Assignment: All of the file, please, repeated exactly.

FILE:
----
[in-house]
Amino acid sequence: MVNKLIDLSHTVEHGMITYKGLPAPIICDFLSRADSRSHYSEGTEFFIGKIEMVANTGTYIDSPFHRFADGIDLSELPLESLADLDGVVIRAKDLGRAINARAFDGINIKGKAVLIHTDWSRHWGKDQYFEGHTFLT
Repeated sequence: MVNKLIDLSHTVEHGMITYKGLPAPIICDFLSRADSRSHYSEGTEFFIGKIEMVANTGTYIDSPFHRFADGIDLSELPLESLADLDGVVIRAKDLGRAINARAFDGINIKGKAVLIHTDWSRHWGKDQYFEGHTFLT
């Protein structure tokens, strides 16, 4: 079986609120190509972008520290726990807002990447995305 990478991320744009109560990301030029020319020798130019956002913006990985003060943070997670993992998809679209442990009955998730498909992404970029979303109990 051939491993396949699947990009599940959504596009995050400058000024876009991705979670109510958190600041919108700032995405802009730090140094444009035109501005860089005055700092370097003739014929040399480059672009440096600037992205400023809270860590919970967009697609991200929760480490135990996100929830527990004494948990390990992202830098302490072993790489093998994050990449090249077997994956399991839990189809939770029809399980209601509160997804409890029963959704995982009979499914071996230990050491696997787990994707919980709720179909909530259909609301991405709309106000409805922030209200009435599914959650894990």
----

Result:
[in-house]
Amino acid sequence: MVNKLIDLSHTVEHGMITYKGLPAPIICDFLSRADSRSHYSEGTEFFIGKIEMVANTGTYIDSPFHRFADGIDLSELPLESLADLDGVVIRAKDLGRAINARAFDGINIKGKAVLIHTDWSRHWGKDQYFEGHTFLT
Repeated sequence: MVNKLIDLSHTVEHGMITYKGLPAPIICDFLSRADSRSHYSEGTEFFIGKIEMVANTGTYIDSPFHRFADGIDLSELPLESLADLDGVVIRAKDLGRAINARAFDGINIKGKAVLIHTDWSRHWGKDQYFEGHTFLT
């Protein structure tokens, strides 16, 4: 079986609120190509972008520290726990807002990447995305 990478991320744009109560990301030029020319020798130019956002913006990985003060943070997670993992998809679209442990009955998730498909992404970029979303109990 051939491993396949699947990009599940959504596009995050400058000024876009991705979670109510958190600041919108700032995405802009730090140094444009035109501005860089005055700092370097003739014929040399480059672009440096600037992205400023809270860590919970967009697609991200929760480490135990996100929830527990004494948990390990992202830098302490072993790489093998994050990449090249077997994956399991839990189809939770029809399980209601509160997804409890029963959704995982009979499914071996230990050491696997787990994707919980709720179909909530259909609301991405709309106000409805922030209200009435599914959650894990």